Qt will continue to be the development framework for Symbian and Nokia will use Symbian for further devices; continuing to develop strategic applications in Qt for Symbian platform and encouraging application developers to do the same. With 200 million users worldwide and Nokia planning to sell around 150 million more Symbian devices, Symbian still offers unparalleled geographical scale for developers.

Extending the scope of Qt further will be our first MeeGo-related open source device, which we plan to ship later this year. Though our plans for MeeGo have been adapted in light of our planned partnership with Microsoft, that device will be compatible with applications developed within the Qt framework and so give Qt developers a further device to target. If you are a developer read this, open letter.

Nokia also has a new leadership team, Stephen Elop, Esko Aho, Juha Akras, Jerri DeVard, Colin Giles, Rich Green, Jo Harlow, Timo Ihamuotila, Mary McDowell, Kai Oistamo, Tero Ojanpera, Louise Pentland and Niklas Savander.

They also have a new company structure:

As of April 1, Nokia will have a new company structure, which features two distinct business units: Smart Devices and Mobile Phones. They will focus on Nokia’s key business areas: high-end smartphones and mass-market mobile phones.  Each unit will have profit-and-loss responsibility and end-to-end accountability for the full consumer experience, including product development, product management and product marketing.

Smart Devices will be responsible for building Nokia’s leadership in smartphones and will be led by Jo Harlow. The following sub-units now in Mobile Solutions will move under Smart Devices:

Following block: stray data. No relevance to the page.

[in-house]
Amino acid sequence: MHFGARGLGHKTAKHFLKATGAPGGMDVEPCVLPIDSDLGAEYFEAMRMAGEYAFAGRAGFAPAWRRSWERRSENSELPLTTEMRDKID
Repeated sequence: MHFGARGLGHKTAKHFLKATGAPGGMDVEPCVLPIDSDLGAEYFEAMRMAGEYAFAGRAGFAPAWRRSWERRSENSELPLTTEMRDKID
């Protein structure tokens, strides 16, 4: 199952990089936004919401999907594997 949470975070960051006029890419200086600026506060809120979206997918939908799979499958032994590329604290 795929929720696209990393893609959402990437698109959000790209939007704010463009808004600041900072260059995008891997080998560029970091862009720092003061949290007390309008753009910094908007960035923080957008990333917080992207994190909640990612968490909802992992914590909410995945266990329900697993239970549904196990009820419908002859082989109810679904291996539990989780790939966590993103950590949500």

– Symbian Smartphones
– MeeGo Computers
– Strategic Business Operations

To support the planned new partnership with Microsoft, Smart Devices will be responsible for creating a winning Windows Phone portfolio.

The key message Nokia and Microsoft are sending out is that Nokia will not be just another OEM, but will infact drive Windows Phone 7 and define it. You can find the joint announcement on Nokia’s official blog. The key points they highlighted are below.

Nokia would adopt Windows Phone as its principal smartphone strategy, innovating on top of the platform in areas such as imaging, where Nokia is a market leader.

Nokia would help drive the future of Windows Phone.  Nokia would contribute its expertise on hardware design, language support, and help bring Windows Phone to a larger range of price points, market segments and geographies.

– Nokia and Microsoft would closely collaborate on joint marketing initiatives and a shared development roadmap to align on the future evolution of mobile products.

Bing would power Nokia’s search services across Nokia devices and services, giving customers access to Bing’s next generation search capabilities.  Microsoft adCenter would provide search advertising services on Nokia’s line of devices and services.

Nokia Maps would be a core part of Microsoft’s mapping services. For example, Maps would be integrated with Microsoft’s Bing search engine and adCenter advertising platform to form a unique local search and advertising experience

– Nokia’s extensive operator billing agreements would make it easier for consumers to purchase Nokia Windows Phone services in countries where credit-card use is low.

– Microsoft development tools would be used to create applications to run on Nokia Windows Phones, allowing developers to easily leverage the ecosystem’s global reach.

Nokia’s content and application store would be integrated with Microsoft Marketplace for a more compelling consumer experience.

Expect more thoughts on this move in some time, once things settle down a bit.